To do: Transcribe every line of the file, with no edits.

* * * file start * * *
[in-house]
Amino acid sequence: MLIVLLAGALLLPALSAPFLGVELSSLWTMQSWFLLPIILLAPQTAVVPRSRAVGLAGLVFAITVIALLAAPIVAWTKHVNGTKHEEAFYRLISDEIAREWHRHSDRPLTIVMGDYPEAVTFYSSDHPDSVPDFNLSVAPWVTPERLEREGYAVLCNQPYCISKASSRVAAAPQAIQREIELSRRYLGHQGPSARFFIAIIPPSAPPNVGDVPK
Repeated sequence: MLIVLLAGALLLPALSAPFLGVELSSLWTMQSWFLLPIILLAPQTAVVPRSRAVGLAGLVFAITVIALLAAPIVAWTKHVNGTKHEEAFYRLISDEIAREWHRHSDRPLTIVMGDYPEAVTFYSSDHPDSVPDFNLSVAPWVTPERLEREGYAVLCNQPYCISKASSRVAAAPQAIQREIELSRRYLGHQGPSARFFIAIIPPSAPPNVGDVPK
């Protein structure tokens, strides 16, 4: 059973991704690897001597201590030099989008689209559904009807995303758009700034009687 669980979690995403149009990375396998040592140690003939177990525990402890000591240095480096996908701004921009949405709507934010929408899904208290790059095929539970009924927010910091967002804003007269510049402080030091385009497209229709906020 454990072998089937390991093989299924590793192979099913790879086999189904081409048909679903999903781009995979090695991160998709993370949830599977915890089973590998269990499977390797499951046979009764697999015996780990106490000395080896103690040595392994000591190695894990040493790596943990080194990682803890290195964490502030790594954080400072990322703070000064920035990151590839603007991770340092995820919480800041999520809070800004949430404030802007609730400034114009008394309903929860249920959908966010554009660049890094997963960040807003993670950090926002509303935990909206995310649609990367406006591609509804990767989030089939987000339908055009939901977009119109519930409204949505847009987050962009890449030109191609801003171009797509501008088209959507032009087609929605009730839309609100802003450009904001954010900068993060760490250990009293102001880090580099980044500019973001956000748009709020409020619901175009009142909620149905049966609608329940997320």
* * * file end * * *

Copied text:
[in-house]
Amino acid sequence: MLIVLLAGALLLPALSAPFLGVELSSLWTMQSWFLLPIILLAPQTAVVPRSRAVGLAGLVFAITVIALLAAPIVAWTKHVNGTKHEEAFYRLISDEIAREWHRHSDRPLTIVMGDYPEAVTFYSSDHPDSVPDFNLSVAPWVTPERLEREGYAVLCNQPYCISKASSRVAAAPQAIQREIELSRRYLGHQGPSARFFIAIIPPSAPPNVGDVPK
Repeated sequence: MLIVLLAGALLLPALSAPFLGVELSSLWTMQSWFLLPIILLAPQTAVVPRSRAVGLAGLVFAITVIALLAAPIVAWTKHVNGTKHEEAFYRLISDEIAREWHRHSDRPLTIVMGDYPEAVTFYSSDHPDSVPDFNLSVAPWVTPERLEREGYAVLCNQPYCISKASSRVAAAPQAIQREIELSRRYLGHQGPSARFFIAIIPPSAPPNVGDVPK
């Protein structure tokens, strides 16, 4: 059973991704690897001597201590030099989008689209559904009807995303758009700034009687 669980979690995403149009990375396998040592140690003939177990525990402890000591240095480096996908701004921009949405709507934010929408899904208290790059095929539970009924927010910091967002804003007269510049402080030091385009497209229709906020 454990072998089937390991093989299924590793192979099913790879086999189904081409048909679903999903781009995979090695991160998709993370949830599977915890089973590998269990499977390797499951046979009764697999015996780990106490000395080896103690040595392994000591190695894990040493790596943990080194990682803890290195964490502030790594954080400072990322703070000064920035990151590839603007991770340092995820919480800041999520809070800004949430404030802007609730400034114009008394309903929860249920959908966010554009660049890094997963960040807003993670950090926002509303935990909206995310649609990367406006591609509804990767989030089939987000339908055009939901977009119109519930409204949505847009987050962009890449030109191609801003171009797509501008088209959507032009087609929605009730839309609100802003450009904001954010900068993060760490250990009293102001880090580099980044500019973001956000748009709020409020619901175009009142909620149905049966609608329940997320």